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Thread: 4,5 volt regulator

  1. #1

    Default 4,5 volt regulator

    Is there any way to build or purchase a 4.5 volt regulator?

  2. #2
    Flashaholic*
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    Default Re: 4,5 volt regulator

    Going to need more information here before I can suggest anything.

    1) Input voltage range?
    2) Crrent draw?
    3) Are you fine with a linear regulator, or do you want a switching regulator? The former will only step down the voltage and will lower the voltage by dissipating the extra power as heat, while the latter is generally larger and uses more components but more efficient.
    4) Size constraints?

    Oh, and welcome to CPF!
    Finning does help dissipate heat. This is why the fins are removed before cooking fish. Otherwise it will throw off the heat and not reach the proper cooking temperature. --Duglite

  3. #3
    Retired Administrator Norm's Avatar
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    Default Re: 4,5 volt regulator

    Quote Originally Posted by zapped View Post
    Is there any way to build or purchase a 4.5 volt regulator?
    LM317
    3-Terminal Adjustable Regulator

    Norm

  4. #4

    Default Re: 4,5 volt regulator

    well basically will be using this with two cr123 protected batteries so 7.2v's and need it to be small as possible....using it for an e-cigarette mod.

  5. #5
    Flashaholic*
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    Default Re: 4,5 volt regulator

    Without knowing anything about e-cigarettes, I take it that the device won't be drawing a lot of current? In that case I'd second Norm's suggestion of the LM317 or a similar regulator. Nice and compact, especially if you're happy working with SMD components.

    That said if it is drawing a lot of current I suppose I should let you know that it could get quite hot, which I suspect is one part of a normal cigarette you don't want to duplicate.
    Finning does help dissipate heat. This is why the fins are removed before cooking fish. Otherwise it will throw off the heat and not reach the proper cooking temperature. --Duglite

  6. #6

    Default Re: 4,5 volt regulator

    Thanks, am attempting to construct a commercial mod that's durable, not overpriced and small in size.Am more than a little electronically retarded so I might have to bother you guys for more technical help as I go about putting this together.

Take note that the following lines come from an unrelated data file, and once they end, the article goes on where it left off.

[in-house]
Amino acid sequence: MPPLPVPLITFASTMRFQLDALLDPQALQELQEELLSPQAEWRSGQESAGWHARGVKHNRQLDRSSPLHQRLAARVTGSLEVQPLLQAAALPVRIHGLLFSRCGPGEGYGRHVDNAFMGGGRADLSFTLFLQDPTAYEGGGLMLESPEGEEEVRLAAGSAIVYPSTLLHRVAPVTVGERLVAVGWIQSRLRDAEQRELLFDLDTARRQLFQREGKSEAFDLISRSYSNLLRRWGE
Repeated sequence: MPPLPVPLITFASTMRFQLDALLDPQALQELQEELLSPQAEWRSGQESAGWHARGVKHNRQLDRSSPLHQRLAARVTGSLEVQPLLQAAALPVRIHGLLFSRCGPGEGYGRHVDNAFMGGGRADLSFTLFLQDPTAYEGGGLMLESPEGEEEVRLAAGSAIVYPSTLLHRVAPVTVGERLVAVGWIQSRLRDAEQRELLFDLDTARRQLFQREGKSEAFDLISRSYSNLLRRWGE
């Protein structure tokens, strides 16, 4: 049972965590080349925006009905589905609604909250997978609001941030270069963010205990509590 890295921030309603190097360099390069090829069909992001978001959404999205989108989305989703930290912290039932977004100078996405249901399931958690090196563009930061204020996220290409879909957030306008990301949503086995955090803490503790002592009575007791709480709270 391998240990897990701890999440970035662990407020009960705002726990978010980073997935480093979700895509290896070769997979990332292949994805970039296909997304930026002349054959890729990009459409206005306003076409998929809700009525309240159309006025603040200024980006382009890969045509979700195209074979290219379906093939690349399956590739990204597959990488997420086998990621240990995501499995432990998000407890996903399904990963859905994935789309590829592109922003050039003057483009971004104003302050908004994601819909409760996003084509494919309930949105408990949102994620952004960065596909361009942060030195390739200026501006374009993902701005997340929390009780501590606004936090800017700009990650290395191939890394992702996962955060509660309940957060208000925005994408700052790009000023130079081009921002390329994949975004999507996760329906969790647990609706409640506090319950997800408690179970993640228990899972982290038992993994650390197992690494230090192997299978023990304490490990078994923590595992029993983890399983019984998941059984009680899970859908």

7. #7
    Unenlightened JHM's Avatar
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    Default Re: 4,5 volt regulator

    Simple low power regulation can be achived with a single NPN transistor and a voltage reference, referred to as an emitter follower circuit.

    The voltage at the emitter of the transistor will be the same as the voltage applied to the base (minus about 0.7V)

    The wikipedia entry for "Linear regulator" has a good example (scroll down to "simple series regulator") where R2 is your load, you can also replace the zener diode with another resistor if your precision does not need to be high.

    I have built similar circuits, and have had good results up to a couple hundred miliamps, after that the regulation deteriorates, the transistor starts to complain,and it would be better to use a LM317 or other more complex (reliable) circuit

  8. #8
    Flashaholic COAST's Avatar
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    Default Re: 4,5 volt regulator

    Just go on radioshack.com and search "7805" That's a 5 volt regulator thats pretty small.
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  9. #9
    Thread Killer Illum's Avatar
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    Default Re: 4,5 volt regulator

    4.5 is not a common voltage for logic chips, its directly in the middle of 3.3/5
    A super simple way is to use 4.7V zeners you can pair with a LM7805....or use a high powered diode to drop 0.6V off of 5...that makes 4.4 but make sure the LM7805 is heatsinked. also, Linear regulators have a output-input differential of about 1.25V, meaning you cannot use the LM7805 to provide 5V if your input voltage is 6.3V or less
    besides, why 4.5V? if your thinking of 3AAA than I can tell you that under load those cells are probably around 3.5V

    Quote Originally Posted by JHM View Post
    Simple low power regulation can be achived with a single NPN transistor and a voltage reference, referred to as an emitter follower circuit.
    Heres a good read on emitter follower circuits, while its zener controlled series regulator but the concept is the same
    http://www.circuitstoday.com/zener-c...age-regulators
    I've built similar circuits for low current switches...should higher current applications be necessary one could always use it to switch a bigger transistor
    Last edited by Illum; 03-23-2010 at 07:37 AM.

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